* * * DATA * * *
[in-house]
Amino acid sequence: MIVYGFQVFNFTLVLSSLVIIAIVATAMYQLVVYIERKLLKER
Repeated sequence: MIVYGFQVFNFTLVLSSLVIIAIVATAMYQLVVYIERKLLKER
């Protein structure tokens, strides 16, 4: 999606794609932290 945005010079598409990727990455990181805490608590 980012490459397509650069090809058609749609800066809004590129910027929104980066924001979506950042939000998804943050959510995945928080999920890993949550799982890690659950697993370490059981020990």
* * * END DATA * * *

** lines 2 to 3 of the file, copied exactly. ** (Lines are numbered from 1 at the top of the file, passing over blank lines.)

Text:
Amino acid sequence: MIVYGFQVFNFTLVLSSLVIIAIVATAMYQLVVYIERKLLKER
Repeated sequence: MIVYGFQVFNFTLVLSSLVIIAIVATAMYQLVVYIERKLLKER